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It’s Time to Deprecate Story Points

It has been known for quite some time in the agile community that estimation is waste.  And yet, I still see many, many teams spend huge amounts of time in story pointing sessions.  I’ve experienced people passionately debate whether a user story is 3 points or 5 points.  If that isn’t a waste of time, I don’t know what is.

I’ve stumbled across a pattern over the last 5 years or so that has probably always been there, but, hey, sometimes I’m a little slow (and, I’m not the only who’s noticed this by the way).  When I first noticed it, I was a little surprised.  Once I noticed it, I saw it everywhere.  But it made complete sense.

When estimating with story points, the purpose is to determine a velocity (total number of story points completed in a sprint) so that you could estimate how much a team can deliver within some period of time.  I was a big believer in this…it really worked.  It helped us be able to say “no” to more work during a sprint.  Drawing that line in the sand was awesome as we had real data to know where to draw that line.

While teams discover their velocity in points, I thought I would see how velocity correlated to number of user stories completed.  And then I found the pattern.  Teams consistently not only delivered approximately the same number of story points during a sprint, they also delivered approximately the same quantity of stories.  When I first discovered this, the team I was working with consistently delivered between 9-11 user stories every sprint.  I went back at least 5 sprints, and it was always the same.  I thought maybe that was a fluke.  So, I looked at other team’s (on the same initiative) product backlogs.  The same thing.  Consistent number of stories every sprint.  

Afterwards, when I worked with other teams, I noticed the same thing.  It’s extremely consistent.  And it made complete sense.  When you decompose user stories to the point where they fit into a sprint, you will find that some stories you thought were tiny are a little bigger, and vice versa.  Ultimately, it “comes out in the wash”. 

I do have one caveat.  If, for some reason, your team(s) have a tough time decomposing stories and the size of them vary wildly, then this may not work so well.  However, instead of trying to estimate better, you should put your efforts into learning how to decompose your work into smaller batches.  There will be a much bigger payoff.

Having experienced the widespread and consistent pattern, maybe it’s time to deprecate story points.  I know what you’re thinking, “what about long-term planning?”.  Long term planning smells like waterfall.  However, it is completely reasonable when a customer asks, “when do you think this will be done?” or “how much can you complete by October?”.  Ultimately the answer is always “we’re not sure”, but that doesn’t always fly.  There are other ways to provide a target (or a guesstimate).  But, alas, I’ll leave that for another post!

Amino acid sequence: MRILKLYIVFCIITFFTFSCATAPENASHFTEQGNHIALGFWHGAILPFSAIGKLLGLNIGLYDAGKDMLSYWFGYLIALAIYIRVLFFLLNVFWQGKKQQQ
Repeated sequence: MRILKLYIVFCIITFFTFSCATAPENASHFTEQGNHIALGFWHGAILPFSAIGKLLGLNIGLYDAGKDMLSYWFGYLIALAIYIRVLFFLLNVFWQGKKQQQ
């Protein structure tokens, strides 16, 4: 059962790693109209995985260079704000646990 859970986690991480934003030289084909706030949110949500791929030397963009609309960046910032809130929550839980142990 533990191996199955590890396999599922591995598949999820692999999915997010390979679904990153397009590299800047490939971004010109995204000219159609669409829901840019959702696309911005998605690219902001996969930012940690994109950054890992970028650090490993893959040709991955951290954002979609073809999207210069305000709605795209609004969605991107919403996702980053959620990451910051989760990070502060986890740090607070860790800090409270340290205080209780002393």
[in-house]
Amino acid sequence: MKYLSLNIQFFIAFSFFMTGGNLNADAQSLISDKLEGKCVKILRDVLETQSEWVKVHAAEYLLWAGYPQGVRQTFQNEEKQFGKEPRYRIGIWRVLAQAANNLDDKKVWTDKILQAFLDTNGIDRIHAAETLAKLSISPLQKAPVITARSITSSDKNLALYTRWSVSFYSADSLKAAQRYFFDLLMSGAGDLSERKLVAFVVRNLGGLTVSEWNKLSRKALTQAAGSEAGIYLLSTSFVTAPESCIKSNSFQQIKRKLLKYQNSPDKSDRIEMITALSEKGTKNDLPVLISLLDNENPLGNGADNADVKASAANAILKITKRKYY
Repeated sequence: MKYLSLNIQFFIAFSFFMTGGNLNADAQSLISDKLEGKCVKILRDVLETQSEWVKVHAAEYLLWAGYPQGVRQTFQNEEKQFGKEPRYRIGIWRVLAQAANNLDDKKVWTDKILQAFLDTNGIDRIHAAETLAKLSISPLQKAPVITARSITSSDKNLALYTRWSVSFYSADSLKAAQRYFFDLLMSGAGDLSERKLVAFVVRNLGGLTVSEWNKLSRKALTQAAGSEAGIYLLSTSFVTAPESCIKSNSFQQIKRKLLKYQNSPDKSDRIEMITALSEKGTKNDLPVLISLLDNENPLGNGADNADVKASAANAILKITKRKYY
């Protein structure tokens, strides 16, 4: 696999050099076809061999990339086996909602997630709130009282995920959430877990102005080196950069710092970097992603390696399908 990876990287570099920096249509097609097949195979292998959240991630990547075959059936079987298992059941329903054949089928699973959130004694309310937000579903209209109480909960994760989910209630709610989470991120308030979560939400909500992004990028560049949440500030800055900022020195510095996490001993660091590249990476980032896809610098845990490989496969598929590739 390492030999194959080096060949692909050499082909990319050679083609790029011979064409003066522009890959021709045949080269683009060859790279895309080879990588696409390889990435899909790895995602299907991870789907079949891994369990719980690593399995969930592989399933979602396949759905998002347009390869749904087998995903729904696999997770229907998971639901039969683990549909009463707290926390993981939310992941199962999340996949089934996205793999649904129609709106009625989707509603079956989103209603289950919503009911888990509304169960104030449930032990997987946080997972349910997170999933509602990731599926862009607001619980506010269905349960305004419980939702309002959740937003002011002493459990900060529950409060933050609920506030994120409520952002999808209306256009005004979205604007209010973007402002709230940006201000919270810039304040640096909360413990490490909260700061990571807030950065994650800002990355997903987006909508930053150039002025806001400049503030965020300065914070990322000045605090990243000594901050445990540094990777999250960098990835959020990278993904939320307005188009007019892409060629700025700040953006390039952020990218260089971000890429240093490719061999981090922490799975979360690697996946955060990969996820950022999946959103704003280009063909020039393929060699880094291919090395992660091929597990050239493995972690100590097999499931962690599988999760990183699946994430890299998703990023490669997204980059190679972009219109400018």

What do you think?  Is it time to deprecate story points?

Create Agile Leaders First

Agile has been around for quite some time now. The big dogs, Scrum and Extreme Programming, have been around since the late 90’s, just a little over 20 years! Wow how time flies.

I’ve been teaching classes on Agile for quite some time now…just a little over 10 years. Early on, it was really just a Scrum class, but over the years it has evolved quite a bit to include Lean, Kanban, Extreme Programming, etc. depending on what is best for the organization.

Most of the time when I teach classes it’s for a company that’s already started their agile journey, as most claim they have. So going into each class I have some assumptions, primarily that management has a basic understanding of agile and understand their role in the transition. I also assume that the teams have some rudimentary understanding of the basic principles of agile.

However, during the classes I typically hear these kinds of comments/questions throughout.

  • Our Scrum Master is on at least 5 other projects.
  • We don’t have a Product Owner.
  • We have to track our time on every story, how do we do that in Jira?
  • We spend about 3 months creating a requirements document. Why do we need a Product Backlog?
  • QA is on a different team.
  • Management won’t let us add new stories until it goes to the change review board.

And the list goes on an on. Obviously they either started off on the wrong foot or they have lost their way.

How can we avoid this? Or, how can we course correct? The magic ingredient is to create agile leaders first, before you create agile teams. The best way to kill an agile transition is to ignore the role management must play.

Now, this isn’t an all or nothing proposition. I’m not saying “every manager must become an agile leader in this entire organization before we start working with the teams”. Heaven forbid. We need to approach the agile transition in an agile way of course! For example, if a specific division is chosen to start the journey, let’s begin by having some workshops and coaching with management in that division first, then we will weave in the teams. If you start with the teams while ignoring management, and tell the teams to “go forth and be agile”, management will not understand their role and will unintentionally become impediments. That’s where you get all the “Agile Sucks!” rants online.

Now, if a company approaches me for training to “make their development teams agile”, I let them know that they must start with management. I also let them know that training alone is not enough. Ignoring these two things almost guarantees failure.

So, what do you think? Should we start with creating agile leaders first or is it okay just to train up the teams, ignore management and call it a day? I’d love to hear your thoughts!

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